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## A Community Devoted to the Preservation and Practice of Celestial Navigation and Other Methods of Traditional Wayfinding

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Re: Measuring (and calculating) Dip
From: Richard B. Langley
Date: 2013 Feb 28, 12:42 -0400

```This link might also be useful:
http://mintaka.sdsu.edu/GF/explain/atmos_refr/dip.html

-- Richard Langley

On 2013-02-27, at 8:51 PM, Marcel Tschudin wrote:

>
> The dip results - in addition to the geometric angle - from the refraction
of the air between observer and horizon which is governed by the temperature
gradient above the earth's surface. The problem of estimating the dip
corresponds therefore to the one of estimating the temperature gradient at
the location of observation. (If I remember right: The calculator on Andy
Young's site assumes that you know the temperature gradient or calculates it
from two temperatures at different heights.) If one would measure the
temperature distribution of the air layers between eyes and horizon with high
accuracy one would likely also be able to calculate the dip to similar
accuracy. For the cases where this is not possible the various authors tried
to find ways how the temperature gradient and its influence on the dip could
be estimated.
>
> In Sunset Science II Andy Young and G. Kattawar show that the dip depends
almost entirely on the difference in temperature between the observer and the
tops of the waves. Do you have a possibility to obtain copies of this
publication from a library? You could now measure the dip and compare it e.g.
with the one resulting from their paper.
>
> Regarding 'k': Calculating the dip does not necessarily require knowing or
calculating beforehand 'k'. (The simple formula provided in Bowditch (and
N.A.?) for calculating the dip does not mention it.) This parameter is only a
different mean for expressing the amount of refraction, or - together with
the earth's radius of curvature - also a mean for expressing the amount of
dip.
>
> Marcel
>
>
>
> On Wed, Feb 27, 2013 at 11:15 PM, Brad Morris  wrote:
> Hi Marcel
>
> For this location we have several National Data Buoy Center buoys.  These
report air and water temperatures, with a one hour granularity.
>
> Example: Right now Buoy 44039 (Long island Sound) shows air 40.6 deg F;
water 36.5 deg F.  Buoy 44017 (nearby Atlantic Ocean) shows air 45.0 deg F;
water 41.9 deg F
>
> How do I calculate 'k' from this data, even for a nominal value?
>
> I've been all over Andrew Young's site and nothing jumps off the page at me.
He does have a calculator for determining the lapse rate, but this assumes
there is a target (like a light house).  My target is the horizon!
>
> Best Regards
>
>
>
>
> On Feb 27, 2013 1:40 PM, "Marcel Tschudin"  wrote:
>
contribution. I do not know how much this special aspect of navigation is of
general interest for the other members of NavList. If this should turn out to
be a pure dialog then it might be preferable to continue with it off list ...
until obtaining useful results which then would likely be again of interest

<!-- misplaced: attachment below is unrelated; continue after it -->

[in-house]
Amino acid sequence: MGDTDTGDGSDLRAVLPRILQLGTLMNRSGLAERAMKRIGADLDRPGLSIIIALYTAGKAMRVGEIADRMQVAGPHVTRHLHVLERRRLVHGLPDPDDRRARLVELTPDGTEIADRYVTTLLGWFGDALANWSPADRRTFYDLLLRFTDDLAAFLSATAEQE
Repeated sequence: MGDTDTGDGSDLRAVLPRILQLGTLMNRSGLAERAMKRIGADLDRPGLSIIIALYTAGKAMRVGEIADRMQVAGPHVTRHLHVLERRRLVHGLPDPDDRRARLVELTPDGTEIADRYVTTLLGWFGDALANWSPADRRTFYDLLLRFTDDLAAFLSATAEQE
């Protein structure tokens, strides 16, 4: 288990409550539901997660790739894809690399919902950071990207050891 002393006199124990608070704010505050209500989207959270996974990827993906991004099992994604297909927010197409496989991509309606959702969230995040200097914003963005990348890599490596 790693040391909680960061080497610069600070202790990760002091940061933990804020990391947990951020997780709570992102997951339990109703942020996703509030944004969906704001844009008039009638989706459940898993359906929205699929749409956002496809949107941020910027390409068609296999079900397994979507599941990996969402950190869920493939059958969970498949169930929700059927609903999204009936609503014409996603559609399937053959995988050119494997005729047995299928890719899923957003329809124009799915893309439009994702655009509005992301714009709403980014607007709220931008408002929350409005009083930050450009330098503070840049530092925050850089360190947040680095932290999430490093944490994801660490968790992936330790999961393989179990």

here.
>
> Marcel
>
> There is an additional feature of Orient Point (and Montauk Point).  Horizon
A is the Long Island Sound and Horizon B is the Atlantic Ocean.  The tide
plays an important role in the sea surface temperature on the Sound.   Tide
coming in yields the same temp as the Atlantic.  Tide going out yields warmer
surface temps for the Sound, due to the E/W alignment of the Sound and the
choke of flow at the western end.  (Of course, the tide also affects the
height of eye.)
>
> I would try to find out whether someone measures systematically the water
temperature at this location. Such data may eventually be collected by and
available online from some organisations like meteorology, fishery,
environmental research etc. This water temperature may eventually differ from
the Sea Surface Temperature (SST) or the temperature of the upper most
stratum of the waves. The Sea Surface Temperature, generally the temperature
without diurnal effects, can be obtained on an analysed basis e.g. here
http://ourocean.jpl.nasa.gov/ by selecting and clicking at the bottom of this
page on the button "Go To G1SST". Select in the new window the date (with
available data) and underneath under "Blended SST" also the option
"Gap-free". Under the global graph you can narrow done your area of interest
by setting e.g. North 41.3, South 41.0, West -72.5, East -72.0 and click the
plot button. The temperature of interest to you would probably be an
estimated mean value.
>
> The water temperature delta is particularly pronounced in the summer.  So
anomalous refraction effects on dip will indeed be noted.
>
> Spring and autumn are generally the seasons with large temperature
differences, but may be this is different in your area.
>
> I have noticed, over the years, your expertise on this topic.
>
>
> Not really. So far I only collected a lot of data from which I try now to extract some results.
>
>   I am just a novice, so please be gentle!  I have seen
> dip = arccos ( (R/(1-k)) / ( h + R/(1-k)) )
> where R is the radius of the earth
>            k is the refraction factor (?)
>            h is the height of eye
> But in this equation, we are left to guess at k, nominally assigned a value
of 0.13.  In doing so, the equation agrees within seconds to the 0.02977
result.
>
>
> Yes, personally I also work with this factor k..
>
>
> I guess that I should compute each dip separately.  Is there some table of
air temp to water temp yielding 'k'?
>
>
> All the various authors from Andy Young's bibliography tried to improve
somehow the estimation of the dip, i.e. of the value for k. Try to obtain
copies of the English publications.
>
> I hesitate to construct such a table for myself just yet, as there is no
surety in my measurements.  I need much more practice at 180 degrees.
>
>
> Well, you could gain surety in your measurements. You probably would first
have to calibrate your Reflecting Circle and would then have to gain practice
to measure the dip to noticeably better than one min of arc; may be to about